The iPad exists for textbooks. Really, let’s not beat around the bush here; it’s practically designed for college students to just load up their texts and bring to class so they have everything at their fingertips. And yet, nobody was really pursuing that angle, despite all the chatter about “digital publishing” and how it was going to save the industry of applying carbon suspended in fluid to dead tree pulp.
That’s where Inkling comes in.
Inkling creates and sells interactive textbooks; not just text, but video, animation, sound, the usual with these kinds of things. And it just got a major boost, as two huge textbook publishers, Pearson and MacGraw Hill, have invested in the company and are putting a bunch of its books up over its service.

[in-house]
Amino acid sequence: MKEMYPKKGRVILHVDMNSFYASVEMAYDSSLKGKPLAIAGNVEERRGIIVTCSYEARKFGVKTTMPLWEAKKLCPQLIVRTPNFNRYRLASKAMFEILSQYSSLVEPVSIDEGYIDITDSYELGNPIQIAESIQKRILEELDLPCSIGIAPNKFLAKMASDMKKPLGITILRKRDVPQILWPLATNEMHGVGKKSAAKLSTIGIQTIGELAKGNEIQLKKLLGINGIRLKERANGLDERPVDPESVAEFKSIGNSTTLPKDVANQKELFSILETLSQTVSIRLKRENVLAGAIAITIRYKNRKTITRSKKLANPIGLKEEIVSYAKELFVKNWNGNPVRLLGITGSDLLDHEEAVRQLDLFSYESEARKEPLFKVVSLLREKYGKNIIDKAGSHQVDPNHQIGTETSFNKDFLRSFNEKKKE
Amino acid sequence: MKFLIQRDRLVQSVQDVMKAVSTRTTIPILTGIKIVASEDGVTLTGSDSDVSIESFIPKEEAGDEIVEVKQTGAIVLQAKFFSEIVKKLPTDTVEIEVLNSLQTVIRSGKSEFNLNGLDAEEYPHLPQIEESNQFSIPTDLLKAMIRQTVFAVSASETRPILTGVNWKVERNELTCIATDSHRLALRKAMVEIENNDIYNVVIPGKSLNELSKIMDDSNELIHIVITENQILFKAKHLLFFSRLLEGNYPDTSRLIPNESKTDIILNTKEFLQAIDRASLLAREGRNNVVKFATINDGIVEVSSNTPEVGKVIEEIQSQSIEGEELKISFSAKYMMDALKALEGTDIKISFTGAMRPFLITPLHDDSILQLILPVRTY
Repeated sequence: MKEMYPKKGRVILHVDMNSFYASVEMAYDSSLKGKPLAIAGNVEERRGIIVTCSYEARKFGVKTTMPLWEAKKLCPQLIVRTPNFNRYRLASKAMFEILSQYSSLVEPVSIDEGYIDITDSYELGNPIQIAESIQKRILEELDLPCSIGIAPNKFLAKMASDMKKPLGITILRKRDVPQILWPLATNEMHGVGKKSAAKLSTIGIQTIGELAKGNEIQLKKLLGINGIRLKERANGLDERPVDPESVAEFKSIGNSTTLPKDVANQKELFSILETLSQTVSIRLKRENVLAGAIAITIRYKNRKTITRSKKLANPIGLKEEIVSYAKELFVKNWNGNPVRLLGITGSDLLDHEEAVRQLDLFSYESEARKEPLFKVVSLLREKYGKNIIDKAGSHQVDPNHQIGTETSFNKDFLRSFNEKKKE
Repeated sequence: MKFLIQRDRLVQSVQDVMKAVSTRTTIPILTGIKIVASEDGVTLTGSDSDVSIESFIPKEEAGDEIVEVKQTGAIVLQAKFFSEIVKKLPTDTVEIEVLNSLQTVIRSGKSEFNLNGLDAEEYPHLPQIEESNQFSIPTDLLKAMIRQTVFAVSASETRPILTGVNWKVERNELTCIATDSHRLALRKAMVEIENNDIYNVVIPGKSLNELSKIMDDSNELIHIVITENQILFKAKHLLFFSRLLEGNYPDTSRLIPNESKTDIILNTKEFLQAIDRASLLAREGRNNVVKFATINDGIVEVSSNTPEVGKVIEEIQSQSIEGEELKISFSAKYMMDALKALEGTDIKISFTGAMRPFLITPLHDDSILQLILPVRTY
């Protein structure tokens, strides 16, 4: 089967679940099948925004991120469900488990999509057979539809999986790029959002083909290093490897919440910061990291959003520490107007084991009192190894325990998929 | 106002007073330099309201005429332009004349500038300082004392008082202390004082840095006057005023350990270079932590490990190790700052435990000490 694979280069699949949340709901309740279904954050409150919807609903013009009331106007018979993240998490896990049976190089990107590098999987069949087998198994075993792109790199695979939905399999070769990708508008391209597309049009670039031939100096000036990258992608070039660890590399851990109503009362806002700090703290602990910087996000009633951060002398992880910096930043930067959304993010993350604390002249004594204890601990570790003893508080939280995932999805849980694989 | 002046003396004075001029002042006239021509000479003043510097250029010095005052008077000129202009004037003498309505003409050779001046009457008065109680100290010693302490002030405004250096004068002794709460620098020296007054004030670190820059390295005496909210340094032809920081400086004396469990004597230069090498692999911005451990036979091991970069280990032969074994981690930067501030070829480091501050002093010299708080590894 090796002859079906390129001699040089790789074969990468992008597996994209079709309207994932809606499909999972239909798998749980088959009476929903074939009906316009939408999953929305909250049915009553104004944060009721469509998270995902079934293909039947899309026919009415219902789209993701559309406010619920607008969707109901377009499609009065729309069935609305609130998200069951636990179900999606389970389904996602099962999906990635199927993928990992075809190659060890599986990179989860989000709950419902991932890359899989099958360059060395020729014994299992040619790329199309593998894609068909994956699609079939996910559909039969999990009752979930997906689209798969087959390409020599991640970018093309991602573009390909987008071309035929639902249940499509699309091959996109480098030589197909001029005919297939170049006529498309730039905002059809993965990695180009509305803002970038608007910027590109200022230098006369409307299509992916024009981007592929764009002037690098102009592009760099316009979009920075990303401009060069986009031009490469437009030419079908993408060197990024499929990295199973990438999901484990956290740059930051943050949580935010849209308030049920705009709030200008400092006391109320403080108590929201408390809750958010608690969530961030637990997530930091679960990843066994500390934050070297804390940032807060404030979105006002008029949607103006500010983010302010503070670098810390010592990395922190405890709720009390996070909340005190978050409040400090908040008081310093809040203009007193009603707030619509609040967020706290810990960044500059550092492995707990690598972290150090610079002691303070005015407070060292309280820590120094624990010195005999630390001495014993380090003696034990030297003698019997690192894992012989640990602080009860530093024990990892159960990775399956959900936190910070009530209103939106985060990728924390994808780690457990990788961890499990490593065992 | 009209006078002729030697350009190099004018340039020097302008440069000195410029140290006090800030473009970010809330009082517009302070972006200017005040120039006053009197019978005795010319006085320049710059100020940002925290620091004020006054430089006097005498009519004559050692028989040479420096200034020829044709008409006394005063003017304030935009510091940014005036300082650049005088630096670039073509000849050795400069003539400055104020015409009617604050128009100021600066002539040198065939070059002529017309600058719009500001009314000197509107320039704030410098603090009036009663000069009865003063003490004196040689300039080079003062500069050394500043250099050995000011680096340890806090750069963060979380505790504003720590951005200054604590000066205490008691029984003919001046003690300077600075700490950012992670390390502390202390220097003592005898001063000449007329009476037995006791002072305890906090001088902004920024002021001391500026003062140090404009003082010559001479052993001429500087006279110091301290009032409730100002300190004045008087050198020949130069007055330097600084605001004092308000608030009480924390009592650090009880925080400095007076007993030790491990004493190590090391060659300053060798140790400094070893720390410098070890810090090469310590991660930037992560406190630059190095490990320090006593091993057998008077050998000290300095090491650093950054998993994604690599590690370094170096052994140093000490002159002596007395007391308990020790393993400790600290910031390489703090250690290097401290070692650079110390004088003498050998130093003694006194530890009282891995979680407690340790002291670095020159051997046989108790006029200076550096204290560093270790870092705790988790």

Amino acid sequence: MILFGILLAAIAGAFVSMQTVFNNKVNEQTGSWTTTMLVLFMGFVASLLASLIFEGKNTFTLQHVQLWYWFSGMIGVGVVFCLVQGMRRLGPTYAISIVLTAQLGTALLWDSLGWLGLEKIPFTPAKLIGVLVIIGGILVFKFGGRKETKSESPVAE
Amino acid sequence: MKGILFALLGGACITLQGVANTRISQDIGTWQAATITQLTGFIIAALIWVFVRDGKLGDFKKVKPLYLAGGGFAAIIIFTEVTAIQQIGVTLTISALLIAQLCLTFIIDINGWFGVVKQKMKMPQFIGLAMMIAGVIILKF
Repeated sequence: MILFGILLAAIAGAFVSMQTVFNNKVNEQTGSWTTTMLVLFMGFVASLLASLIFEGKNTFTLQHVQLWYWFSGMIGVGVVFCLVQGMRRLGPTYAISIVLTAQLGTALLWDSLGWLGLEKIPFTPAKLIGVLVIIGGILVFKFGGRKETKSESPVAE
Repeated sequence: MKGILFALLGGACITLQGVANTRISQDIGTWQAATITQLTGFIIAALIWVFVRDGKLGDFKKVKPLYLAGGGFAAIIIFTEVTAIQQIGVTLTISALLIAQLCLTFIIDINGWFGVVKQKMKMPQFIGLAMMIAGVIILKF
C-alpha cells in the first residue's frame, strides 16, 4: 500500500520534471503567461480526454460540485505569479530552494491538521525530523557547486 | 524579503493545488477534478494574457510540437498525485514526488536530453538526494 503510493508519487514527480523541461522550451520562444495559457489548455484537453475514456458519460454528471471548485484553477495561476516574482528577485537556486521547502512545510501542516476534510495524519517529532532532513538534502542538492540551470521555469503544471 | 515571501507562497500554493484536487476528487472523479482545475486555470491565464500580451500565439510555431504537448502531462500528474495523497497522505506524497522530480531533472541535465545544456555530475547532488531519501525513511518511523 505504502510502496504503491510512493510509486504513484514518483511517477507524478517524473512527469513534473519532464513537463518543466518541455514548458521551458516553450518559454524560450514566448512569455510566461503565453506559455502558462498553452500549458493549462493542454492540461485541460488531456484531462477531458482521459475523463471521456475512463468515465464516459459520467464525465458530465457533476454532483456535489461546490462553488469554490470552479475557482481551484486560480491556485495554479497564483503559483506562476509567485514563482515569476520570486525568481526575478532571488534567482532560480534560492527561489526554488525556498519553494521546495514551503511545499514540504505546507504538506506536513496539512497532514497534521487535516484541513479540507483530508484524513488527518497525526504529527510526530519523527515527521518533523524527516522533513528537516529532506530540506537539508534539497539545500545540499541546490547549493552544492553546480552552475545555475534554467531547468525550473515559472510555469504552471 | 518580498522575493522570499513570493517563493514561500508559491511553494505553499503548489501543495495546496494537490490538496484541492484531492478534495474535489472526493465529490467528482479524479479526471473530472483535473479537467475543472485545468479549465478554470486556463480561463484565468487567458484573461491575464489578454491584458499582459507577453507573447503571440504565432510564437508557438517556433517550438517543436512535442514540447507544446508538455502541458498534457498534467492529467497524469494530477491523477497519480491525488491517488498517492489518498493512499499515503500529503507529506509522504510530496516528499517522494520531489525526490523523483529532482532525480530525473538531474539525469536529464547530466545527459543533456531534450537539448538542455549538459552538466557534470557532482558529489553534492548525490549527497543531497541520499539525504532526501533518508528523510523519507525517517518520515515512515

Not just the minor stuff either: major undergraduate standard texts are hitting the service, along with medical and other reference books from the two publishers. MacGraw Hill is actually putting its top 100 college textbooks onto the service.
You can see the appeal; it’s a guaranteed sale and they’ll never have to worry about the textbook being sold used or rented out to somebody not willing to pay thousands for a book they’ll use for six months.
Of course, they could lower the price, but that’s crazy talk.